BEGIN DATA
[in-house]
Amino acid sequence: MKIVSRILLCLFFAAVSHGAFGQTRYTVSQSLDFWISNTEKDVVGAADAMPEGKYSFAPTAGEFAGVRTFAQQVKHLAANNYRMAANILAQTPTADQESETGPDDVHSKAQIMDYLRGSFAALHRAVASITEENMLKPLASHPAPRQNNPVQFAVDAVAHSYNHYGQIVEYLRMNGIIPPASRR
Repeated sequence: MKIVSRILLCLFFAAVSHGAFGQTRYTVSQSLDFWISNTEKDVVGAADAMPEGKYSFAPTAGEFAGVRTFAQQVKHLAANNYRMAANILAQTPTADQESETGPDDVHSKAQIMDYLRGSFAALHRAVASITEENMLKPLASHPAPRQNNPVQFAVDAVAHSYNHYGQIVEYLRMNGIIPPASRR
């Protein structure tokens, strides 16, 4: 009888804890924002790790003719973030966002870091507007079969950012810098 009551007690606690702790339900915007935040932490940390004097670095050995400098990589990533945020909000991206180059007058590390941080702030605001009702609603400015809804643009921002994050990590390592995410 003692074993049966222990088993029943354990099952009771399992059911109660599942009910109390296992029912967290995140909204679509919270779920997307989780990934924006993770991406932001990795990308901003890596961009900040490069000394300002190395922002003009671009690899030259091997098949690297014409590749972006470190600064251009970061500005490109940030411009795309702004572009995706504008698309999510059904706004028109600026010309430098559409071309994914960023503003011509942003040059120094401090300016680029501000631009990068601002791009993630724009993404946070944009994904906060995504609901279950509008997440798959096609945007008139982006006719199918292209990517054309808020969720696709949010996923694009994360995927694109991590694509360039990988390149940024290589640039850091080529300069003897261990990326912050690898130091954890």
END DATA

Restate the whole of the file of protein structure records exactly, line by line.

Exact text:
[in-house]
Amino acid sequence: MKIVSRILLCLFFAAVSHGAFGQTRYTVSQSLDFWISNTEKDVVGAADAMPEGKYSFAPTAGEFAGVRTFAQQVKHLAANNYRMAANILAQTPTADQESETGPDDVHSKAQIMDYLRGSFAALHRAVASITEENMLKPLASHPAPRQNNPVQFAVDAVAHSYNHYGQIVEYLRMNGIIPPASRR
Repeated sequence: MKIVSRILLCLFFAAVSHGAFGQTRYTVSQSLDFWISNTEKDVVGAADAMPEGKYSFAPTAGEFAGVRTFAQQVKHLAANNYRMAANILAQTPTADQESETGPDDVHSKAQIMDYLRGSFAALHRAVASITEENMLKPLASHPAPRQNNPVQFAVDAVAHSYNHYGQIVEYLRMNGIIPPASRR
């Protein structure tokens, strides 16, 4: 009888804890924002790790003719973030966002870091507007079969950012810098 009551007690606690702790339900915007935040932490940390004097670095050995400098990589990533945020909000991206180059007058590390941080702030605001009702609603400015809804643009921002994050990590390592995410 003692074993049966222990088993029943354990099952009771399992059911109660599942009910109390296992029912967290995140909204679509919270779920997307989780990934924006993770991406932001990795990308901003890596961009900040490069000394300002190395922002003009671009690899030259091997098949690297014409590749972006470190600064251009970061500005490109940030411009795309702004572009995706504008698309999510059904706004028109600026010309430098559409071309994914960023503003011509942003040059120094401090300016680029501000631009990068601002791009993630724009993404946070944009994904906060995504609901279950509008997440798959096609945007008139982006006719199918292209990517054309808020969720696709949010996923694009994360995927694109991590694509360039990988390149940024290589640039850091080529300069003897261990990326912050690898130091954890």